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无反相机大行其道,佳能尼康地位岌岌可危

Aaron Pressman 2018年04月12日

无反相机的成像质量仍然无法与单反相机媲美,但价格却相对低廉很多。


尼康和佳能垄断了数码单反相机市场,但他们的霸主地位正在受到廉价无反相机的威胁。Vincent Kalut—Photonews via Getty Images

如果你是一个市场领导者,你的领域出现了某种具有潜在颠覆性的创新,你得多快做出反应,才能避免被掀下市场领导者的宝座?作为一个业余摄影师的笔者,今天就来探讨一下相机巨头尼康和佳能的命运。

我的第一部佳能相机是一台型号为AT-1的乞丐版胶片机,它是很多年前我的成年礼物。不过佳能主打的客户群一向是专业摄影师群体,他们不惜一掷千金购买那种炮筒镜头的大块头专业相机。尼康和佳能并称相机界双雄,地位相当于可乐界的百事和可口可乐。只不过几十年来,这两家公司都把主要精力放在了单反市场上。

根据哈佛教授克莱顿·克里斯蒂森教授的“颠覆理论”,随着市场领导者持续提升产品性能,它的产品往往会超过一些消费者的实际需求,造成性能过剩。而新进者往往能以较低的价格和中端的配置满足这些被忽视的用户的需求。根据克里斯蒂森2015年发表的一篇关于“颠覆理论”的论文,坐在市场顶端的守成者往往会满足于自己的品质优势,而“不去积极地做出回应”。(当然,近年来克里斯蒂森的“颠覆理论”也遭到了一些合理批评。)

虽然相机市场已经进入了数码时代,但佳能和尼康的优势仍在,因为胶片机时代的相机镜头仍能用在新款的数码单反相机上。而与此同时,智能手机的崛起几乎已彻底摧毁了消费级的傻瓜相机市场。另外从大约10年前开始,已经有一些竞争者决定采取新的策略与佳能和尼康竞争。

单反相机又叫“单镜头反光式取景照相机”,是指使用单镜头,并且光线通过此镜头照射到反光镜上,通过反光取景的相机。这些竞争者没有搞出自己的单反,像松下、奥林巴斯等厂商推出的相机都是只依赖数字传感器技术。这些“无反”相机的尺寸和重量都小于传统的单反相机,它们的镜头也是可以互换的,不过其成像质量仍然无法与单反相机媲美,但价格却相对低廉很多。没过多久,索尼、三星和富士也相继推出了更好的无反相机。

面对无反相机的来势汹汹,佳能和尼康一开始基本上是无视的,他们依然在努力改进巨大的单反相机,并添加了更多的感光元件以捕捉更多的像素。不过随着无反相机销量的增长,尼康终于按捺不住推出了自家的无反相机,佳能也迅速跟进,然而二者的产品反响只是平平。很显然,作为市场领导者的佳能和尼康都不希望他们的专业用户群放弃购买高价格的单反,转而购买低利润的无反。

正如克里斯蒂森所预测的那样,只要销量上去了,无反相机技术水平的增长是自然而然的事。近年来,索尼、富士和奥林巴斯都吸引了越来越多的“真正”的摄影师前来投奔。去年,日本的单反相机销量下跌了10%,而无反相机的销量上升了29%。现在佳能和尼康终于意识到了无反相机的威胁,开始认真考虑研发专业级的无反相机了。几周前,佳能公司的一名高管向《日经亚洲评论报》表示,该公司必须“积极推出面向增长市场的产品,哪怕会带来一些产品撞车的问题。”佳能的新产品预计今年下半年就将推出,问题是,他们是否已经观望得太久了。(财富中文网)

译者:朴成奎 

How long should a market leader let a potentially disruptive innovation go before reacting? Amateur photog Aaron in for Adam today, contemplating the fate of camera titans Nikon and Canon.

I got my first Canon camera, a no-frills film model known as the AT-1, as a gift for my bar mitzvah many years ago, but the company’s major market has always been professional photographers who spend thousands of dollars on the hefty bodies and gigantic lenses that bring in the big bucks. Nikon was the Pepsi to Canon’s Coke, or maybe the other way around, but the two companies had a lock on the high-end market of single-lens reflex, or SLR, cameras for decades.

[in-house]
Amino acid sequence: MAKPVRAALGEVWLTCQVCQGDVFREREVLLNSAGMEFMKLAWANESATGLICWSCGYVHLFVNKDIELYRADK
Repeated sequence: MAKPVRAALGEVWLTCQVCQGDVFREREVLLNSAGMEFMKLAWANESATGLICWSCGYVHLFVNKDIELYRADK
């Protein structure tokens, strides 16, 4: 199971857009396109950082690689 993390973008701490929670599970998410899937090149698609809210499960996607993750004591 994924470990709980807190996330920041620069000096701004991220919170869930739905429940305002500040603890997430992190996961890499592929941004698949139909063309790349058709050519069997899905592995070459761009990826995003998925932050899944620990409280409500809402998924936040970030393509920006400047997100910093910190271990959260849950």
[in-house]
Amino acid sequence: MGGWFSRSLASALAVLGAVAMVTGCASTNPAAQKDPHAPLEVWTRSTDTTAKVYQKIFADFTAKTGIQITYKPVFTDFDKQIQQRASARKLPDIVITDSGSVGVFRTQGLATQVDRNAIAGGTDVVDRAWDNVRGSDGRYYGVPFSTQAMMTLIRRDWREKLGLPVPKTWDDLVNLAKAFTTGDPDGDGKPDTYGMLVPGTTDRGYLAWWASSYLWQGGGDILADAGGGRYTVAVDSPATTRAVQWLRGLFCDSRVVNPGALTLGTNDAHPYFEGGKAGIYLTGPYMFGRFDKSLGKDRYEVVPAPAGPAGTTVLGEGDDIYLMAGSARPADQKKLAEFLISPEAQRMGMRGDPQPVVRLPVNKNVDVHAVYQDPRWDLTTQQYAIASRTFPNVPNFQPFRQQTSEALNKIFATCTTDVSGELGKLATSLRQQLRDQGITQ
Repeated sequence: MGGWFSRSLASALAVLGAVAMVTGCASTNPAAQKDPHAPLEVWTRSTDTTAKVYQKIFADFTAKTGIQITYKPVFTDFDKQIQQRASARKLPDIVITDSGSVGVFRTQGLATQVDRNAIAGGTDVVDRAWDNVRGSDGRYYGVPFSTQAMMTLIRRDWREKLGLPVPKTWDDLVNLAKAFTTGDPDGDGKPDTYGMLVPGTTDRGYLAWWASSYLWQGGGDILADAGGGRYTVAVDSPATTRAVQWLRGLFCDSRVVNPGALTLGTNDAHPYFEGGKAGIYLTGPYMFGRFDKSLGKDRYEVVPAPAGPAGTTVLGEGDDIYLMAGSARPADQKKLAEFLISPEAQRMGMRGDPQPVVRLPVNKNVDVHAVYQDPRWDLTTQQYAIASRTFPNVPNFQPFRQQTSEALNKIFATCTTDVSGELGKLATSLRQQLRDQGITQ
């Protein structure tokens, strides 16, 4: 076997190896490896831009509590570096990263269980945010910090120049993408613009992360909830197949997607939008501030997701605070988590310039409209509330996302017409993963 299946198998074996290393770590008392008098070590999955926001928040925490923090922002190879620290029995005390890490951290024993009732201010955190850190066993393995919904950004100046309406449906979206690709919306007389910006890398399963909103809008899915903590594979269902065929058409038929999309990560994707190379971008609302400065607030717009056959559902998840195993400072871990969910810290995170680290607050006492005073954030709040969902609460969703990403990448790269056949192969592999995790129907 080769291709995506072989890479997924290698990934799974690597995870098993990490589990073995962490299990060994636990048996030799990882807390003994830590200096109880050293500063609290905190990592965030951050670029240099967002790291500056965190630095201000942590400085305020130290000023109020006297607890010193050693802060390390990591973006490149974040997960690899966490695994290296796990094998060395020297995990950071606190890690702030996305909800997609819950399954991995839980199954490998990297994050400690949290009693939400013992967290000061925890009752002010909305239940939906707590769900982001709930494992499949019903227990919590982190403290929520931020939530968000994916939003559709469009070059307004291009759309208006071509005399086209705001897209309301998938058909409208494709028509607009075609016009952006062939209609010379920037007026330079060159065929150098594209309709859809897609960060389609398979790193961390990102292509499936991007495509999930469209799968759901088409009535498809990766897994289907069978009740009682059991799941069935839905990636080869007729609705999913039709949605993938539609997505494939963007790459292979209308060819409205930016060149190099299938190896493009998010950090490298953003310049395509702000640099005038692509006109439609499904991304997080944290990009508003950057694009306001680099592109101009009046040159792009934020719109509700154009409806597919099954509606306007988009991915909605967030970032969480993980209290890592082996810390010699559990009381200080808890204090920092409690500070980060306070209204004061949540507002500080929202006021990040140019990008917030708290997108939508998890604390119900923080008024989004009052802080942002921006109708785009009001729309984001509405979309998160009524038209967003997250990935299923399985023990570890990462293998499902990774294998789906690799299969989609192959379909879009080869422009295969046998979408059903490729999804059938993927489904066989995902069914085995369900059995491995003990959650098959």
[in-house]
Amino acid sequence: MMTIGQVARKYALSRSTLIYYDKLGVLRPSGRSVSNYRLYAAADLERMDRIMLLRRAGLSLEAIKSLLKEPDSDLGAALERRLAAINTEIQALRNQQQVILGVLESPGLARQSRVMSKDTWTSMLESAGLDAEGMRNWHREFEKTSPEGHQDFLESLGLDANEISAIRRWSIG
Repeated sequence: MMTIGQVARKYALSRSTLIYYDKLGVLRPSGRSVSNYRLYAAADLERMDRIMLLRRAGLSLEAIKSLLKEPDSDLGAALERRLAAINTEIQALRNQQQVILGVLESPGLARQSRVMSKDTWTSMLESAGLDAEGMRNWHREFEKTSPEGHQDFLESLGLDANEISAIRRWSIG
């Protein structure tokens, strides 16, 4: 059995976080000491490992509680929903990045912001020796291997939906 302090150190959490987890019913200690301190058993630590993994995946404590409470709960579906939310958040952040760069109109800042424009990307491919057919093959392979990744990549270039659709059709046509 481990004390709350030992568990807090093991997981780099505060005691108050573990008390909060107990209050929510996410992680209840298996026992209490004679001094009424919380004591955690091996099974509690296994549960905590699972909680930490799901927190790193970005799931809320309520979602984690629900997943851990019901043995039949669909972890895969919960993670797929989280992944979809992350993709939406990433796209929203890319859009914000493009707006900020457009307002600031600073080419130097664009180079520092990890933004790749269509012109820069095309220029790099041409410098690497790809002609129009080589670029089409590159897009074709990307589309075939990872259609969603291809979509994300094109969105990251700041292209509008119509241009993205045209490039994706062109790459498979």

In Harvard professor Clayton Christensen’s well-trodden disruption theory, as a market leader continues to improve its product, it goes beyond meeting the needs of what some customers actually want. New entrants with a new technology arrive, usually at a lower price and with fewer capabilities, aiming to meet the need of those overlooked customers. The incumbents, satisfied that their advantage in quality is what matters most “tend not to respond vigorously,” Christensen wrote in a 2015 article explaining and defending his theory (which has come in for some legitimate criticism over the years).

Even when the camera market went digital, the advantages of owning a Canon or Nikon remained, as new digital SLR models were compatible with lenses from the prior analog film models. At the same time, the rise of smartphones has nearly destroyed the market for pocket-size consumers cameras. So starting almost exactly 10 years ago, some competitors decided to try a new tactic to compete.

Instead of selling their own SLRs, which use a mirror and prism mechanism to allow a scene to be viewed by the photographer and recorded on film, Panasonic, Olympus, and others started selling smaller cameras that relied just on digital sensors. Without the mirror and prism contraption, these “mirrorless” cameras could be much smaller and lighter than traditional SLRs. They still came with interchangeable lenses, but the picture quality couldn’t match the SLRs. Prices were much lower, however. Soon, Sony, Samsung and Fujifilm were making even better mirrorless cameras.

Canon and Nikon largely ignored the trend. They were still making hay with their gigantic SLR models, adding ever more sensitive sensors to capture even more pixels. But as sales of mirrorless cameras increased, first Nikon and eventually Canon introduced their own models, to mainly mediocre reviews. The market leaders appeared not to want to tempt any of their pro audience away from buying higher-priced SLRs.

Just as Christensen’s predicted, the cheaper technology improved and lately Sony, Fuji, and Olympus have been tempting a growing number of “real” photographers to defect. In Japan last year, sales of SLR models dropped 10% and mirrorless sales increased 29%. Now Canon and Nikon are waking up to the threat and planning serious, professional-grade mirrorless models. A top Canon exec told the Nikkei Asian Review a few weeks ago that the company must “actively roll out products for a growth market even if there is some cannibalization.” The new models should arrive in the second half of this year, but the question now is whether they waited too long. 

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